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Retirement Investing while Paying Off Student Loans

 

Why would I save for retirement when I am paying off my student loan debt?  This doesn’t make any sense!  Oh yes it does!!!!  While you might think it is better to pay off all of your debt before saving for retirement, think again.  Not only do you need to save regularly for retirement but you also need to keep your life moving forward in spite of your student loan debt.  Here’s how it’s done.  Every year, you have the opportunity to invest $5000 into a Roth IRA.  You might think that this is not a lot of money, but add it up over 40 years and you see the magic.  Bottom line, the most important aspect of this type of savings is that it is protected from bankruptcy. If you are self-employed and go bankruptcy 6 times during your life, ALL OF YOUR RETIREMENT SAVINGS ARE PROTECTED.    This means you can take lots of risks during your lifetime and even have good and bad years of income and file bankruptcy and then end up with a nice protected amount of retirement savings.  This is how smart entrepreneurs protect their family while trying to make a go of their business ideas, many of which fail, but if just one is successful even at the end of it all – it’s all worth it and you have retirement savings as well.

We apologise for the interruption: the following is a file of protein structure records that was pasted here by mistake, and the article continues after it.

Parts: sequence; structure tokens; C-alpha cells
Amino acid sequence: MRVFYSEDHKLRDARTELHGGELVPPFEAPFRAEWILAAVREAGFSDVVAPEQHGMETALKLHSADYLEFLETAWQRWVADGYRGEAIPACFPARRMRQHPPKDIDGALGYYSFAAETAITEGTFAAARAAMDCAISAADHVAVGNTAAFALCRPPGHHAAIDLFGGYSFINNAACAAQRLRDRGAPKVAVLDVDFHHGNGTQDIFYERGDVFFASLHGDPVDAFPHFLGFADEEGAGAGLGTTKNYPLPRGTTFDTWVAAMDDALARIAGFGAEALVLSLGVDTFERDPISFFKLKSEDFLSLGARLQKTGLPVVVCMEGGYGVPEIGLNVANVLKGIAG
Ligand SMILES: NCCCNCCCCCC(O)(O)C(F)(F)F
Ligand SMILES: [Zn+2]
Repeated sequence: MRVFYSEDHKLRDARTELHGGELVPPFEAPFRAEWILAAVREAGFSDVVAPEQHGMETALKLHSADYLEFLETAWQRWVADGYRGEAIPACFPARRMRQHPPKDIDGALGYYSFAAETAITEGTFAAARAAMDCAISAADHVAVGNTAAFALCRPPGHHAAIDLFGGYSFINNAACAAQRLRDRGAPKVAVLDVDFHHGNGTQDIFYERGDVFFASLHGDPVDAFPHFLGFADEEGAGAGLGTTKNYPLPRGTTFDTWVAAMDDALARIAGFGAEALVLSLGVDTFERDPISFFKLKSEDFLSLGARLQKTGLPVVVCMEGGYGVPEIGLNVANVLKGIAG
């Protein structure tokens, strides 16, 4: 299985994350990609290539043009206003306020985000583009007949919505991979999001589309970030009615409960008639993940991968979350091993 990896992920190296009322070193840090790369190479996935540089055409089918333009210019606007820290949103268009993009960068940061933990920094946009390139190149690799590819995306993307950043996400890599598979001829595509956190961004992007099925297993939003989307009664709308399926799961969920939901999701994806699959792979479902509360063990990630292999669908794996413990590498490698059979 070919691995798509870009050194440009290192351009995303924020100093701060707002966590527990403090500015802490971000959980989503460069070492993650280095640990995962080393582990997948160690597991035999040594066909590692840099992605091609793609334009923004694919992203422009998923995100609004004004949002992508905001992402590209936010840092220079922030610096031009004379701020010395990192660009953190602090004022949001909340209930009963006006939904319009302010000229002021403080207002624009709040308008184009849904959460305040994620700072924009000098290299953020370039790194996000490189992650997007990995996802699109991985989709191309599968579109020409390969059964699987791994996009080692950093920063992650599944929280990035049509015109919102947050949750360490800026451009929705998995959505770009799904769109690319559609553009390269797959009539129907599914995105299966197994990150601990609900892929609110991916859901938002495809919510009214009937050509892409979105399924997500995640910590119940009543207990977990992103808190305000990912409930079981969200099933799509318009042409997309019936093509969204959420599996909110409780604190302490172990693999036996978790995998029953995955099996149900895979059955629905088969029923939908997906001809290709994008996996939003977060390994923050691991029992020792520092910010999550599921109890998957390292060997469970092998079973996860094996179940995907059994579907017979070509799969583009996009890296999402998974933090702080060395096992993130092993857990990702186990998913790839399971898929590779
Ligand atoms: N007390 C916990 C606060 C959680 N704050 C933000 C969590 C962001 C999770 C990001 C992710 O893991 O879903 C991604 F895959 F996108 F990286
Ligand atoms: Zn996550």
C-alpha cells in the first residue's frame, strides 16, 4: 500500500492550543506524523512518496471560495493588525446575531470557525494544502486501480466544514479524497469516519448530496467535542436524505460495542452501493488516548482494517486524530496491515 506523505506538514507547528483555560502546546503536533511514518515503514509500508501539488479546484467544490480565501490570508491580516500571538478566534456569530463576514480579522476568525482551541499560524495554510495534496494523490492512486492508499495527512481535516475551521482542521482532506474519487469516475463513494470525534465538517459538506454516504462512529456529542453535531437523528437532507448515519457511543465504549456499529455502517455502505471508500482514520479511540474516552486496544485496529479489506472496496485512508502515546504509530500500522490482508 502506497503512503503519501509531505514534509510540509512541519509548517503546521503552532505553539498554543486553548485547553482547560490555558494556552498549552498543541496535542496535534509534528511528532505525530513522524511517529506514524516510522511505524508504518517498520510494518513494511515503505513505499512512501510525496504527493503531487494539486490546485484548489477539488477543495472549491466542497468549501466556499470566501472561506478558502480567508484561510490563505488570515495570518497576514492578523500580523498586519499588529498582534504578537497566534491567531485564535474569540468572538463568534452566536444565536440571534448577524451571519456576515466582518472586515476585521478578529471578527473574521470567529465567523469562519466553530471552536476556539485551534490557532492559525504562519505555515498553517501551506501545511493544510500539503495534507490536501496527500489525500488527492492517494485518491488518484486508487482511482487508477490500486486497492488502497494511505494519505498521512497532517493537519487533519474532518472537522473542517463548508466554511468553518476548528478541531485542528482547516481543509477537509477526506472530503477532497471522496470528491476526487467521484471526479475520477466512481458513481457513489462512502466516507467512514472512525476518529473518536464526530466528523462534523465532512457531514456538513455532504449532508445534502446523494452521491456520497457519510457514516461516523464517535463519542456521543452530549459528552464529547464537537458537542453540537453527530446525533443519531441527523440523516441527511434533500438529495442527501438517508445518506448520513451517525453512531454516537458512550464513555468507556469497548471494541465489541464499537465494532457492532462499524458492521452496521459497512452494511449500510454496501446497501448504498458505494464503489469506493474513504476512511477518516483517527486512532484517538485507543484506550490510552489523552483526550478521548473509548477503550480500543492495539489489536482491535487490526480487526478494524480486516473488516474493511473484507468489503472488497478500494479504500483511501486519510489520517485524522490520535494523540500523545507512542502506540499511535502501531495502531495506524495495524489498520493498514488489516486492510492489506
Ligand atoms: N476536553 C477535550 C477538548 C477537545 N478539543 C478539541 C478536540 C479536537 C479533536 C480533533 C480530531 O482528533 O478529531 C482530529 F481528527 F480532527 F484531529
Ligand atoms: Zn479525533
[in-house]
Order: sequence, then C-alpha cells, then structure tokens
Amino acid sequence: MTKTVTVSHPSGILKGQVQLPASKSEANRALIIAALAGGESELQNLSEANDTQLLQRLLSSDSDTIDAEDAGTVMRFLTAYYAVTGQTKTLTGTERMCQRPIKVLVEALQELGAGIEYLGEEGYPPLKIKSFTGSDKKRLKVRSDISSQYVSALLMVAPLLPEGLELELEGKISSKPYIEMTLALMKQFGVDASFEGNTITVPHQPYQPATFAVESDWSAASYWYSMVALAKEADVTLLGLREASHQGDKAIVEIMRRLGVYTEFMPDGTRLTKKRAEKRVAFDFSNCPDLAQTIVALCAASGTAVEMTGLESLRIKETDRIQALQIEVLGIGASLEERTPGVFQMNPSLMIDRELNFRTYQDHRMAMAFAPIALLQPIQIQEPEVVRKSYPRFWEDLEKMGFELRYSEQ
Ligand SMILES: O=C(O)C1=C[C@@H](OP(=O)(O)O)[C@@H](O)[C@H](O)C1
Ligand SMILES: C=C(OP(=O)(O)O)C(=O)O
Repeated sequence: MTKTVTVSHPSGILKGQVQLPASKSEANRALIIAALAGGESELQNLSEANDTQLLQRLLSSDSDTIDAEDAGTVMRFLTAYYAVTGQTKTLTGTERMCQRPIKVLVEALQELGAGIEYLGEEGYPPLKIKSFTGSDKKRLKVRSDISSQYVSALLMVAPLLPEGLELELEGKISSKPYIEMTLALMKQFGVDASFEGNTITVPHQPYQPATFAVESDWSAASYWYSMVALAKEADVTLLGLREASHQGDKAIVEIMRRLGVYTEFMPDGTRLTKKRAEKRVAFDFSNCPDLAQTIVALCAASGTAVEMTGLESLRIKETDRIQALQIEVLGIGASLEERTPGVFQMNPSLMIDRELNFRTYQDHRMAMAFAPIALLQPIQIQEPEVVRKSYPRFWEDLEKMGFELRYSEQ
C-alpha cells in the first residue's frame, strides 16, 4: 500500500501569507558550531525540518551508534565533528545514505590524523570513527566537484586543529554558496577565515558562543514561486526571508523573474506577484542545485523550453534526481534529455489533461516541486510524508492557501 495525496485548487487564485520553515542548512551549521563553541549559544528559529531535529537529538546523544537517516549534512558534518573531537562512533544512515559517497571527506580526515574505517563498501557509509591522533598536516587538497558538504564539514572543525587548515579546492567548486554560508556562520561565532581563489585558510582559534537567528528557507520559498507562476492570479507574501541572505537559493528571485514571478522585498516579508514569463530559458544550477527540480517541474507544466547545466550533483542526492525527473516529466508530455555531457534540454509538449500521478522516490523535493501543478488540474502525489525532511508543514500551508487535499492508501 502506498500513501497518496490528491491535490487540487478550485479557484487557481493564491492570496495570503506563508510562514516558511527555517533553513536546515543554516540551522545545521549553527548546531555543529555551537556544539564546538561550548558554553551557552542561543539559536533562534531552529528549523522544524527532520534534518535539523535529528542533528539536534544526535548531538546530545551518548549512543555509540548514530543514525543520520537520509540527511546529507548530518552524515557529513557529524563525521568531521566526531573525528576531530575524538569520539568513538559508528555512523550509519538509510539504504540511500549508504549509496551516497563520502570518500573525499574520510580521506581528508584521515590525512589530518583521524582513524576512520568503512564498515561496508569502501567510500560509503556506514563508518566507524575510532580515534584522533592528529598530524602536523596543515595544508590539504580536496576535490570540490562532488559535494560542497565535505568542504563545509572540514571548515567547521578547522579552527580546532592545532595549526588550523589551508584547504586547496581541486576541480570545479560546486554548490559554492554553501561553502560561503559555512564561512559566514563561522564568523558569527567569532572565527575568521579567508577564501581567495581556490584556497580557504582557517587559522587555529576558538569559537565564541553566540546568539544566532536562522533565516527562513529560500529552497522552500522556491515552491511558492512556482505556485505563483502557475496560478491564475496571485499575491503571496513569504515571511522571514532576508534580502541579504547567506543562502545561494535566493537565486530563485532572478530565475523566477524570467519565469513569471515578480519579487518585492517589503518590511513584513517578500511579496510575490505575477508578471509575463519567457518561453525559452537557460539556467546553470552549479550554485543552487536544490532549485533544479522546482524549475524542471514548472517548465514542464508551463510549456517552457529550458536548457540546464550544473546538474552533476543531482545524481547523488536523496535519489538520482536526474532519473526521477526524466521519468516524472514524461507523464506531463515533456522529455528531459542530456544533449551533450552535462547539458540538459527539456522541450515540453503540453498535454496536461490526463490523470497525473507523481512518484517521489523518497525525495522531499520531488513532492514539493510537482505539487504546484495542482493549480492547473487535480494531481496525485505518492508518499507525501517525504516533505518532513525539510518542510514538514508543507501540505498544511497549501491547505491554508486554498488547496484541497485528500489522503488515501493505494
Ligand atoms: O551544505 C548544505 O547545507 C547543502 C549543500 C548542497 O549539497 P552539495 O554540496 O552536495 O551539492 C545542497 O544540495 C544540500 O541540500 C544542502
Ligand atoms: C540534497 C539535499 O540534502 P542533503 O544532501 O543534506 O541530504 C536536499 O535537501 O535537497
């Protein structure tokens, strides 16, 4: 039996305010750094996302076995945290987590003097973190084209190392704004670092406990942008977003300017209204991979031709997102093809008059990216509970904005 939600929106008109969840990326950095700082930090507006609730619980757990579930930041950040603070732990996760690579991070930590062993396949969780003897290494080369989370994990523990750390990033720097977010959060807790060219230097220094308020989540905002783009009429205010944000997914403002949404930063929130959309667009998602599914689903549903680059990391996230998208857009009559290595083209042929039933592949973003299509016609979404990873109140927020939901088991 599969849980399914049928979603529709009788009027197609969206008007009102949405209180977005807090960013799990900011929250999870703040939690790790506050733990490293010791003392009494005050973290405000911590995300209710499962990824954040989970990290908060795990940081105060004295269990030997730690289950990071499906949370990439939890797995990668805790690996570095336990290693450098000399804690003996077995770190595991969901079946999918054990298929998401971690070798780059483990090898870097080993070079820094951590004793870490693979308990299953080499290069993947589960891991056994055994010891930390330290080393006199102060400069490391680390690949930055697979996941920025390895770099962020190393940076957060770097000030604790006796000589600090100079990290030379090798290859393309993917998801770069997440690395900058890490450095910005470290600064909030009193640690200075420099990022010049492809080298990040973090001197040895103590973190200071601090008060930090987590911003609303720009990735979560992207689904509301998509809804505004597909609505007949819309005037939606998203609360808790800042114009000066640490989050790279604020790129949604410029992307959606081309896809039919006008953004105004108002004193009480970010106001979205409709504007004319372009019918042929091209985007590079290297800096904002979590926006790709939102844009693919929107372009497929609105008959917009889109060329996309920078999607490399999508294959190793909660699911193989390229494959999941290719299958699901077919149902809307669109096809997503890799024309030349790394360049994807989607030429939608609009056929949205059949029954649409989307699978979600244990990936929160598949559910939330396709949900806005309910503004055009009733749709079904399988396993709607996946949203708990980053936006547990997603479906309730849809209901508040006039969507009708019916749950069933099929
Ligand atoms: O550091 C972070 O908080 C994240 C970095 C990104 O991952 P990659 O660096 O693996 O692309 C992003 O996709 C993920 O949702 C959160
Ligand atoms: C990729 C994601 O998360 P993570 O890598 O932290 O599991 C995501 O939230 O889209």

When should I convert my chapter 13 bankruptcy to a chapter 7

When should I convert my chapter 13 bankruptcy to a chapter 7?  Loss of employment loss of income plan is no longer feasible. You no longer need save your home or cars.

Section 348 of the bankruptcy code says that the qualification for a chapter 7 discharge is the petition date and not the conversion date. Therefore if you didn’t qualify for a chapter 7 filing on the date your chapter 13 is filed you cannot convert to a 7